Thanks a lot for your help! The thing is, according to notebookcheck.net the 680M and 675MX (ranked 13 and 22) are a lot better than 2x 650M SLI and 670MX (ranked 43 and 44). That makes the Lenovo definitely not the most powerful one of the candidates, although it's still the biggest bargain. However, as I mentioned, it's not expected to become available until March 15, which would be just in time for my emigration, but if it's later (and these things always are), it won't be an option for me.

xXSnowyXx:
Regardless, the Lenovo seems like a bargain in comparison. The SSD may be substantially smaller but in general the storage drives in laptop are fairly easy to replace and upgrade - the manufacturer or retailer may even offer an upgrade for a reasonable fee, though it would probably be cheaper to do yourself, and considering how much the prices of SSDs have dropped upgrading to a larger one should still leave the total cost far below the others.

If I can just add a €100 SSD myself, that would be great and the Lenovo would still be much cheaper than the rest.

xXSnowyXx:
A lot of your additional questions seem a bit out of my depth but there are a few I can cover. When it comes to RAM (when you say banks, I assume you mean the separate channels and not the individual slots) really you want to use as many channels as you can, though each channel can have more than one slot associated with it. Each channel communicates separately so if you're using two sticks of RAM on a single channel you're worse off than if you're using them on separate channels because you're forcing all of the data through one. I'm not sure of the performance difference when say you're using two 4GB sticks compared to one 8GB on the same channel however I assume the difference is minimal (though I'd prefer the latter since it's easier to upgrade to 16GB). When it comes to the need to use the same kind of memory the answer is kinda. If you're using memory of a different speed then the faster sticks will be nerfed to the lower speed. Also, sometimes different sticks just don't want to work together (I've read it may be related to whether both sticks have chips on one or both sides). I've encountered this issue once myself though simply getting the same kind of RAM should avoid anything like this (it really is best practice). AFAIK the brand of RAM doesn't change much when it comes to performance, it's mostly about reliability (and the possibility of overclocking). Faster RAM is going to give you faster performance though whether you notice really depends on the application (and how observant you are).

Actually, I was talking about the slots (not the channels), but this is very informative. On the other hand, I'm afraid that the manufacturers don't put channel information on their websites (although I guess I can ask them).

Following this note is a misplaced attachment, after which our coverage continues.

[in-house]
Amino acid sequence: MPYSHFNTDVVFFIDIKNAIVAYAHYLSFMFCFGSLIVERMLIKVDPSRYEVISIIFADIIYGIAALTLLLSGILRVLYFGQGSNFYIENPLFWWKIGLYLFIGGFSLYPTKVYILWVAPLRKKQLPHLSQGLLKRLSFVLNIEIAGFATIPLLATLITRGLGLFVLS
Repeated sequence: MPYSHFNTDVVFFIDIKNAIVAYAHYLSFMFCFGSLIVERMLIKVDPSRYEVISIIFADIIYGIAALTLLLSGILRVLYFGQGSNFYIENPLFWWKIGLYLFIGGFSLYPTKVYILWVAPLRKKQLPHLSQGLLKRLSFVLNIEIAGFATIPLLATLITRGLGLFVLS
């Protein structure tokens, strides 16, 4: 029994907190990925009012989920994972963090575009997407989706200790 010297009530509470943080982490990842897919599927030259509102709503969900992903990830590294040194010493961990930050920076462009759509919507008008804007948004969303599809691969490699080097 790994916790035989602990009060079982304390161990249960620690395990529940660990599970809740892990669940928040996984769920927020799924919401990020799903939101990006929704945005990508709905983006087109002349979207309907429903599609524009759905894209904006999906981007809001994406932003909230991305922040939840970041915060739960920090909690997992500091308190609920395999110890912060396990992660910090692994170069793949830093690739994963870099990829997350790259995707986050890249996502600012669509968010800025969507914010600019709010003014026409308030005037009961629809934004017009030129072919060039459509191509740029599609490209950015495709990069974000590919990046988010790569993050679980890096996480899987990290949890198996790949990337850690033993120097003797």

xXSnowyXx:
I'm no expert when it comes to Wi-Fi, but getting a fancy ass card is probably more about performance than reliability. I do most of my personal wireless on the cheap, it all works well and is consistently faster than my internet connection, you really shouldn't need something high end unless you plan on doing a lot of file transferring or media sharing over Wi-Fi (keeping in mind that you also need a network that supports it unless you're going ad hoc).

I read some reviews that look at different distances and with walls between the laptop and the WiFi point. That's what I meant by reliability. The reviews show a clear advantage for the Bigfoot Killer, but I was wondering how relevant this is in real life. You're probably right that the internet connection will probably not be able to keep up anyway though, and I don't really think I want to shell out €70 right off the bat for it. Maybe I'll try to upgrade if I run into problems with this.

xXSnowyXx:
When it comes to replacing or upgrading parts it not only depends on the part but also the laptop model. As mentioned earlier in general the storage drives are easy to replace. RAM probably comes second when it comes to ease of replacement but it may vary depending on how the laptop is put together. Disks are all but dead so personally I wouldn't worry about that, regardless if the laptop you've got already has a disk drive it should be possible to upgrade (though I'm sure there are exceptions). Wi-Fi cards are usually a little trickier to replace and require putting more things apart though it should be possible in most cases. You'll probably get better answers to these by contacting the relevant manufacturers or checking the product manuals online.

You're right, I should ask the manufacturers. I'm fairly sure they'll say I shouldn't touch the insides of their laptops though as it will probably void the warranty (except for the custom builders, who might not care).

xXSnowyXx:
That's all I have to say about that.

Thanks a lot! It was really helpful!

There's a reason the Lenovo is cheap... they have a terrible reputation for reliability.

My go-to recommendation for any high end use laptop is a Clevo or a custom rebadged Clevo (such as Sager)... failing that either a high end Asus or MSI laptop. You'll pay a premium for them but in the case of these 3 brands, you get what you pay for (unlike many other laptop brands)... as far as laptops go, anyway.

As for upgrading... ugh... unless you're ponying up for a custom engineered laptop (not custom build) you're gonna have a hard time upgrading anything beyond the usual HDD/SDD, RAM, Optical bay device and anything in expansion slots... and even if the laptop is upgradable more than the average laptop there's the issue of finding the parts and that laptop parts cost a fortune compared to similar function desktop parts.

Jordi:
Thanks a lot! It was really helpful!

Glad I could help! Though take heed...Rhombus may hate you but it doesn't mean he isn't usually right. I've never even seen a Lenovo laptop but I've had enough experience with ASUS and MSI tech to know it's good quality stuff. Regardless of what you go for, I'd definitely shell out for extended warranty...with such a big investment on something that can sometimes be impossible to fix yourself (tracking down a replacement board usually isn't easy, not to mention actually putting it in) you don't want to be without it if something happens.

RhombusHatesYou:
There's a reason the Lenovo is cheap... they have a terrible reputation for reliability.